Explore the primary research areas of the Enguídanos Lab:

The Home-based Palliative Care Model

Our research team developed and tested the HomePAL (home-based palliative care) model in two pivotal studies conducted in Kaiser Permanent HMOs in California, Colorado, and Hawaii. Both studies, published in 2002 and 2007, showed that, compared to usual care, HomePAL increased patient and caregiver satisfaction with medical care, decreased emergency department and hospital use, and increased rates of home deaths, in keeping with patient preferences.

The quality of our 2007 randomized controlled trial received the highest rating given in recent systematic reviews of palliative care models.  This trial, which enrolled 300+ seriously ill patients, found that patients who received HomePAL services had fewer emergency department visits, hospital inpatient days, skilled nursing days, and physician office visits (p<.001) than patients who received usual care. HomePAL patients, however, received more home visits.  When all service costs—for both inpatient and outpatient care as well as for the HomePAL services—were considered, total average costs for HomePAL patients were 37% to 45% lower than costs for patients receiving usual care.

Additional research demonstrated that seriously ill patients receiving HomePAL following hospital discharge were significantly less likely to be readmitted in the 30 days following discharge compared to patients discharged to home with usual care or discharged to a skilled nursing facility.

  • Analyzing Yelp Reviews of Nursing Homes: Lab faculty and research assistants are analyzing Yelp reviews of all nursing homes in California to identify which aspects of care are most important to nursing home residents and their families. They also are comparing nursing home Yelp ratings to the ratings on Nursing Home Compare, the ratings website administered by the federal Centers for Medicare & Medicaid Services.
  • Exploring Patient and Caregiver Views of Palliative Care: Nine individuals who have faced serious illness as either patients or caregivers serve as advisors and consultants to our PCORI study on “expanding access to community-based palliative care.” With their permission, we are sharing some of their experiences with and insights on palliative care as a strategy for promoting patient and caregiver engagement in the development of new palliative care programs.

Expanding Access to Home-based Palliative Care through Primary Care Medical Groups

Patients with serious illness arising from cancer, heart failure (HF), and chronic obstructive pulmonary disease (COPD) often receive poor quality of care, resulting in unmitigated pain and related symptoms, unmet psychosocial needs, and significant caregiver burden. Palliative care, a patient-centered approach that provides pain and symptom management and psychosocial and spiritual support, has strong evidence for improved outcomes for seriously ill patients. Similar to hospice care in its focus on comfort measures, palliative care differs from hospice in that it may be offered early in the course of an illness and in conjunction with other therapies intended to prolong life. Most palliative care programs are hospital-based; few offer care at home, where patients spend most of their time and require the most support.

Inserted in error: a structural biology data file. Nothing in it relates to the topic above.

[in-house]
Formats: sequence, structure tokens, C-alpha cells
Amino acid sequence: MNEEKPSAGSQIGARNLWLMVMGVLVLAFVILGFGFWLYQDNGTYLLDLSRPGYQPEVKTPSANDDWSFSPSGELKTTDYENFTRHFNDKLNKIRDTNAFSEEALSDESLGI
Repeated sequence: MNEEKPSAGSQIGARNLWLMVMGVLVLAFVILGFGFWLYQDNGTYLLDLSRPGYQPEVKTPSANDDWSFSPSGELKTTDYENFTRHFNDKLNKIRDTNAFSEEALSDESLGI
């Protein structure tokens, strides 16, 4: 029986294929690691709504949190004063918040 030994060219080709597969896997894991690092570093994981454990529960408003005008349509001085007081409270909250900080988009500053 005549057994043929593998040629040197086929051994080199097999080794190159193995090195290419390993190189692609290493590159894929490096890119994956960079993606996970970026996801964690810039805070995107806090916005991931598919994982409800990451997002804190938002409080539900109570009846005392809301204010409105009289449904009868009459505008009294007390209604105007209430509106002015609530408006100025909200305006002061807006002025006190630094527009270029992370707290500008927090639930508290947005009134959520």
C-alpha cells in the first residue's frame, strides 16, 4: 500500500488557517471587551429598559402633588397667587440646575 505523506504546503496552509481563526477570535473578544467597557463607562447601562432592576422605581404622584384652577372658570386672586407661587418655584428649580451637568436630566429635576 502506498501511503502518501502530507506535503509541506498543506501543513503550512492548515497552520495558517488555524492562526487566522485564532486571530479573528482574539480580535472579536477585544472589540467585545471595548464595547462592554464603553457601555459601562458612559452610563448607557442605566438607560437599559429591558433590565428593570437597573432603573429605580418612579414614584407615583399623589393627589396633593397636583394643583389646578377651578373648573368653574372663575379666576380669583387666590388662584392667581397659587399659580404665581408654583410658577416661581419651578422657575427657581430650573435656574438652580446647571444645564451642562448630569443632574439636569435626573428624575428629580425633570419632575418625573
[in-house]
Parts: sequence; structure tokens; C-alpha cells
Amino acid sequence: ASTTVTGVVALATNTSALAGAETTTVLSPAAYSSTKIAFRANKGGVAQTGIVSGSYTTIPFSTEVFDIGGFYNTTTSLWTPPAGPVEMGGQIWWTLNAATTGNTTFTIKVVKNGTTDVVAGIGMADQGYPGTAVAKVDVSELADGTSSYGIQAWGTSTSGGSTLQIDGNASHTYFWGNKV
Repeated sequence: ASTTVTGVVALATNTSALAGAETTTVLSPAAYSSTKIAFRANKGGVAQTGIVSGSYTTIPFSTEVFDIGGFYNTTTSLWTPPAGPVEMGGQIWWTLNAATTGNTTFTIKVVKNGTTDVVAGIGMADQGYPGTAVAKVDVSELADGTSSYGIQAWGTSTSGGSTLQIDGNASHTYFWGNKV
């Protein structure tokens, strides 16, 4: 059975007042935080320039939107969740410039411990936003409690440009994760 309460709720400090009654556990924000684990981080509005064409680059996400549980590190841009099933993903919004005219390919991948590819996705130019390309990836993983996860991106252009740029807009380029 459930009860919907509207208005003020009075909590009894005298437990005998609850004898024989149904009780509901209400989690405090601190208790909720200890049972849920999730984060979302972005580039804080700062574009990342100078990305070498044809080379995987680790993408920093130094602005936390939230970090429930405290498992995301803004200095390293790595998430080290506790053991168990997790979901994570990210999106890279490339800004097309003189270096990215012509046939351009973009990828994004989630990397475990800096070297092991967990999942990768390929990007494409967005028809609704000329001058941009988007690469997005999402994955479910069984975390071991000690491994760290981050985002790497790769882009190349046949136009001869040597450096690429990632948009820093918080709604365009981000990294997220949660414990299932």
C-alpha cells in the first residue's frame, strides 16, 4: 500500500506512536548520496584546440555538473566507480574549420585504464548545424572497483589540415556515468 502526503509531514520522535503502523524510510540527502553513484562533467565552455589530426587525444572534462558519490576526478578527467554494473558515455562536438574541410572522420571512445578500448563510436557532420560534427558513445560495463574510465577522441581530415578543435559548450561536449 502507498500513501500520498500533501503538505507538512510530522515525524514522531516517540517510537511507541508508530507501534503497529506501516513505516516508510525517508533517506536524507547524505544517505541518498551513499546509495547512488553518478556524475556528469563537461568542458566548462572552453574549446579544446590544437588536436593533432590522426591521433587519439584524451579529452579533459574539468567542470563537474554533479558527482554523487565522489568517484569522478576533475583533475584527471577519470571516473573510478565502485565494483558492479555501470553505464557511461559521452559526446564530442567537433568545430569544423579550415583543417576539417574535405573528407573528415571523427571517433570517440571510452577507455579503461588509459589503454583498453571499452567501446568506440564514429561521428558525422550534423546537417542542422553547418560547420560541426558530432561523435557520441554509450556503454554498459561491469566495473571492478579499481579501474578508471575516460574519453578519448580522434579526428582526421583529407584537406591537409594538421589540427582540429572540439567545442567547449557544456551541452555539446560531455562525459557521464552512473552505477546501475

We will compare outcomes from two groups: patients who receive primary palliative care (PPC), with usual care enhanced by provider training in palliative care, and patients who receive home-based palliative (HBPC) care provided by a primary care team. Seriously ill patients with cancer, HF, and COPD will be randomly assigned to either group.

The HBPC model will be integrated into primary care clinics. HBPC team members—a physician, nurse, social worker, and chaplain—will provide pain and symptom management, psychosocial and spiritual support, disease management education, and other services in response to patient and caregiver needs. Services are delivered at the patient’s home. The model also features a 24/7 call center.

Our study will determine whether HBPC, compared to PPC, results in greater reduction in patients’ pain, symptoms, depression, and anxiety, while improving hope and increasing survival. We also will determine whether HBPC is more effective in reducing emergency department visits and hospital stays, for these are often associated with preventable medical crises and increase anxiety and stress among patients and caregivers. We also will determine whether HBPC, compared to PPC, results in greater improvement in caregiver outcomes, including reduced depression, anxiety, and burden while improving caregivers’ experience during the patient’s last days of life.

Selected Publications

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